Cowgirls of Color Lasso in Celebrants for ‘Butch Cassidy’

Photo | Submitted The Cowgirls of Color will make a special appearance at the Arts Barn on March 29 in celebration of the 50th anniversary of “Butch Cassidy and the Sundance Kid.”

Photo | Submitted
The Cowgirls of Color will make a special appearance at the Arts Barn on March 29 in celebration
of the 50th anniversary of “Butch Cassidy and the Sundance Kid.”

Typical Arts Barn events are visual arts exhibits, lectures and meetings with community relevance, theatrical presentations, concerts and films. It is hardly the place anyone associates with horses.

But the celebration of the 50th anniversary of the 1969 Academy Award-winning classic Western, “Butch Cassidy and the Sundance Kid,” called for something completely different. And former Arts on the Green Community Arts Program Coordinator Monica Harwood was on the case.

Looking for a local link to things equine that would enhance the film event led her to the Cowgirls of Color, a three-year-old group of African American women from Maryland and D.C.

Harwood was captivated by the Upper Marlboro-based group’s mission: “Our goal is to break barriers by excelling in the non-traditional sport of rodeo, while sharing the cowgirl experience and lifestyle with our community in order to promote a sisterhood among all women of color, young adults and children.”

“They sounded like the perfect group for Gaithersburg, the city where ‘Character Counts!’” Harwood said. “And when I dug a little deeper and watched the videos about them, I was really impressed by their accomplishments. I also learned a little bit about the history of rodeo, and how historically, there used to be a lot more diversity.”

Cowgirl of Color Crystal Orr, one of two members who have joined the original team of four since its inception, explained that “it all started with (our first) trainer who had an idea of having an all-female rodeo team.” The trainer, she said, “handpicked the girls and started teaching everyone to ride formally.” He intended that the team compete in the Bill Pickett Invitational Rodeo, which “celebrates and honors black cowboys and cowgirls and their contributions to building the West” with events in seven locations, including a championship rodeo for the D.C., Maryland and Virginia region.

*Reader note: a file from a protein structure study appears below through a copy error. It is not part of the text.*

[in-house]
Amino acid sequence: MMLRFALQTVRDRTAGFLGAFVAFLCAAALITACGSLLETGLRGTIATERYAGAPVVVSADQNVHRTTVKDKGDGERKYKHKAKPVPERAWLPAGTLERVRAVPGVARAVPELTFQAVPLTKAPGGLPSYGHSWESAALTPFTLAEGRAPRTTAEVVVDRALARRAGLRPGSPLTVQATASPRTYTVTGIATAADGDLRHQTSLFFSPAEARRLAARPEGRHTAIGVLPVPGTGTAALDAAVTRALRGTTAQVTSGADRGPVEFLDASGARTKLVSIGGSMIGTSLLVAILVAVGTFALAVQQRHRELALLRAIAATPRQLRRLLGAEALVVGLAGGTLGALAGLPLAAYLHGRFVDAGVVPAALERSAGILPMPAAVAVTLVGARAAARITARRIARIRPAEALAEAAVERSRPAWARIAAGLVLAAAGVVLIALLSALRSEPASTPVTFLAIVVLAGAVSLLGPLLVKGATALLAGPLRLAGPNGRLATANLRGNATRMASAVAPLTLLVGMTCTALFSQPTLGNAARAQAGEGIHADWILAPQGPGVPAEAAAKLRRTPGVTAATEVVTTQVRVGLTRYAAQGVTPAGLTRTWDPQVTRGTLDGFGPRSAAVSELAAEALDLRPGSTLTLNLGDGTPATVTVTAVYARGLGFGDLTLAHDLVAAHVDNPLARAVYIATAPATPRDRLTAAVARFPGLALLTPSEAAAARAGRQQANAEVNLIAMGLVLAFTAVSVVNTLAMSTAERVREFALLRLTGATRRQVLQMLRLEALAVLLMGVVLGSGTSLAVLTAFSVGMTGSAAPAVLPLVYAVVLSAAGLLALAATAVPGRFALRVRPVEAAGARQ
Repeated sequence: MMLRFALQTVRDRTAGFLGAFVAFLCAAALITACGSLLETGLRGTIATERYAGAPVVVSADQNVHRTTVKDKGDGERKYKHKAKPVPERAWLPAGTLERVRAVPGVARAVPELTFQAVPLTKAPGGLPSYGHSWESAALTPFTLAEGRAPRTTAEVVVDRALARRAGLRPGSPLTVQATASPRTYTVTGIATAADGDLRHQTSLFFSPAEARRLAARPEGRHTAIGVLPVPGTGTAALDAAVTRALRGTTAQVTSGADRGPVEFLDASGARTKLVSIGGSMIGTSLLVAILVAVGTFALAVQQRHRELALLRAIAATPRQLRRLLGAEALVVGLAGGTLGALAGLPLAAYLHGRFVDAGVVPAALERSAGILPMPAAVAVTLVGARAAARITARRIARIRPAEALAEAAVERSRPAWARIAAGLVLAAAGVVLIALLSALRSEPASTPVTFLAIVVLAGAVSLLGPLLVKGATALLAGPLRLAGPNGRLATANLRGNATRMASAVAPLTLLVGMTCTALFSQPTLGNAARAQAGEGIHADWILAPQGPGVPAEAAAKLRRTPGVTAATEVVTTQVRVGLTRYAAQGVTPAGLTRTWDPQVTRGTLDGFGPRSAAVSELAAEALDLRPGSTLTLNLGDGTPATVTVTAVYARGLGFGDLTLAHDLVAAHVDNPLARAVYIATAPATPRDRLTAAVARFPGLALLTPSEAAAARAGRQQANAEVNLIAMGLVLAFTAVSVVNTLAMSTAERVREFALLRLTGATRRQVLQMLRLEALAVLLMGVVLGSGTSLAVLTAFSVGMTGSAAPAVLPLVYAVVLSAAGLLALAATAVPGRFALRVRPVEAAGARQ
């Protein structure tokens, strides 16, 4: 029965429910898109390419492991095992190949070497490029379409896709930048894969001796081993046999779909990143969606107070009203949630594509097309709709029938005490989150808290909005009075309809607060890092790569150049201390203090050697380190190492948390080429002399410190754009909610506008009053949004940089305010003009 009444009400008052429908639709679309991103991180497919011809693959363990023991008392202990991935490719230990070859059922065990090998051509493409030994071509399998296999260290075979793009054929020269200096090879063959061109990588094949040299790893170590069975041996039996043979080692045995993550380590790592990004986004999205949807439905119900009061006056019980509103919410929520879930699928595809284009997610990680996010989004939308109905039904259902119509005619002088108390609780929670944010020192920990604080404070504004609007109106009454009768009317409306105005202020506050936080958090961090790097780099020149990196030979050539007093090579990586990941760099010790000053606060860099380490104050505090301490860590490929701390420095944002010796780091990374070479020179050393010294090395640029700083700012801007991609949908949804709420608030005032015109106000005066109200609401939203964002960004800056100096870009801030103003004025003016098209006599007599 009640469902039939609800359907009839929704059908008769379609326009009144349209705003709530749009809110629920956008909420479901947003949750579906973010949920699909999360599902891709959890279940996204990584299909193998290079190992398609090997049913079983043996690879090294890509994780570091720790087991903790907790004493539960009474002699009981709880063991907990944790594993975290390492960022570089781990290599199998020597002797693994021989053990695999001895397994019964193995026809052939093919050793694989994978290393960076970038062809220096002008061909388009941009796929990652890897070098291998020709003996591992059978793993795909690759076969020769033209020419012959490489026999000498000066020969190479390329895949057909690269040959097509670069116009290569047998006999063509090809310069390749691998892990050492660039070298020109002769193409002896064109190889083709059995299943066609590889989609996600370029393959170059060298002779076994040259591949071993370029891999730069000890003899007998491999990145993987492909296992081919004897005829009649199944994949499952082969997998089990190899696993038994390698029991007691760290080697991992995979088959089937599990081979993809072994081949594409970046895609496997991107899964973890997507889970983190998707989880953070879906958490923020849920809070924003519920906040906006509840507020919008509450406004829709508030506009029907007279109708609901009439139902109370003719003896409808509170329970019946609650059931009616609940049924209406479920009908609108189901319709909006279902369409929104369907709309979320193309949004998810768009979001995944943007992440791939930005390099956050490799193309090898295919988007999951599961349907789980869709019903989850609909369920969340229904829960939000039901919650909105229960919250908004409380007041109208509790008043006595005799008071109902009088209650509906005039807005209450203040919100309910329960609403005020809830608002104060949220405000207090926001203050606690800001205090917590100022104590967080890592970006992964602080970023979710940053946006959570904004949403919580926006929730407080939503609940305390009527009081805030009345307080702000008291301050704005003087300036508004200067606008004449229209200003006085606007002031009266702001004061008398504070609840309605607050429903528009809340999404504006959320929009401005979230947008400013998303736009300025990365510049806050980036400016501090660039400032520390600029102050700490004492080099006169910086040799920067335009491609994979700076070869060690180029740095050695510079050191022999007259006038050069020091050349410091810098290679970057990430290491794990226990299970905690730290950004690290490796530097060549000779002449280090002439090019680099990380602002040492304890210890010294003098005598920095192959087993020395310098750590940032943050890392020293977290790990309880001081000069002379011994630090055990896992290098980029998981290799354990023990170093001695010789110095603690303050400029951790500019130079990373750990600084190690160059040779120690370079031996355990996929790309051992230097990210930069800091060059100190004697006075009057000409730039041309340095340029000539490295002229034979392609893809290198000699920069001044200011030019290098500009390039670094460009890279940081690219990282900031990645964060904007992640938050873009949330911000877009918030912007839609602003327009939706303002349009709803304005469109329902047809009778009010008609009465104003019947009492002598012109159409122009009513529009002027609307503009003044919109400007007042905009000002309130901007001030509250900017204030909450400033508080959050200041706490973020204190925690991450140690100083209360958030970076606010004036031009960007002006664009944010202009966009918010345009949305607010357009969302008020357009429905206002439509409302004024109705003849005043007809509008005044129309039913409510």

The Cowgirls of Color took part in the 2016 Bill Pickett Rodeo Relay, and “since then, we have done individual events like barrel racing,” Orr said. After parting with their first trainer and taking some time off to buy their own horses, the women are preparing to emerge anew at the 2019 Bill Pickett event.

Excited about joining in the “Butch Cassidy” celebration, the Cowgirls plan to do a half-hour lasso demonstration prior to screening of the film, which, Orr said, all have seen “multiple times.”

To get into the proper spirit, audience members are encouraged to don cowboy hats and boots and visit the Wild West Pub, which will feature the North Market Pop Shop’s drinks, including sarsaparilla and sodas.

The Wild West Film and Brew Party begins at 6 p.m. with the opening of the Wild West Pub, followed by the Cowgirls of Color’s demonstration at 7 p.m. and the film screening at 7:30 p.m. on Friday, March 29 at the Arts Barn, 311 Kent Square Road.

The event is recommended for ages 17 and older. Tickets are $5 in advance, $8 on March 29. Call 301.258.6394.

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